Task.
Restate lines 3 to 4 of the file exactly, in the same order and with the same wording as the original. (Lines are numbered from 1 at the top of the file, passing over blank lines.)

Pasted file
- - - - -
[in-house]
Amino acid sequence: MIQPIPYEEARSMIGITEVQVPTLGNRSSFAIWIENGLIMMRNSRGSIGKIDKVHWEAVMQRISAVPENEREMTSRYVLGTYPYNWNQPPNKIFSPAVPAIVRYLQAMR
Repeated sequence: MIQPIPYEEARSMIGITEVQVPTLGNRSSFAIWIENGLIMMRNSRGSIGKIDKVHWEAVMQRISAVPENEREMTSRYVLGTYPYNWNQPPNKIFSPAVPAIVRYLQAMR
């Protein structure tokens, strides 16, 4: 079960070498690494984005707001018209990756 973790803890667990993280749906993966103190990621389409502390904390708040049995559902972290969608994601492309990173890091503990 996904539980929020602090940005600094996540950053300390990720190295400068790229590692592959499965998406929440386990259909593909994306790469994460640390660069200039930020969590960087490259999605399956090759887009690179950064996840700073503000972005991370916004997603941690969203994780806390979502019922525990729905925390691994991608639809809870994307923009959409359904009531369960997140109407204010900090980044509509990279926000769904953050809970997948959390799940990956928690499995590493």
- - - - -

Repeated sequence: MIQPIPYEEARSMIGITEVQVPTLGNRSSFAIWIENGLIMMRNSRGSIGKIDKVHWEAVMQRISAVPENEREMTSRYVLGTYPYNWNQPPNKIFSPAVPAIVRYLQAMR
């Protein structure tokens, strides 16, 4: 079960070498690494984005707001018209990756 973790803890667990993280749906993966103190990621389409502390904390708040049995559902972290969608994601492309990173890091503990 996904539980929020602090940005600094996540950053300390990720190295400068790229590692592959499965998406929440386990259909593909994306790469994460640390660069200039930020969590960087490259999605399956090759887009690179950064996840700073503000972005991370916004997603941690969203994780806390979502019922525990729905925390691994991608639809809870994307923009959409359904009531369960997140109407204010900090980044509509990279926000769904953050809970997948959390799940990956928690499995590493």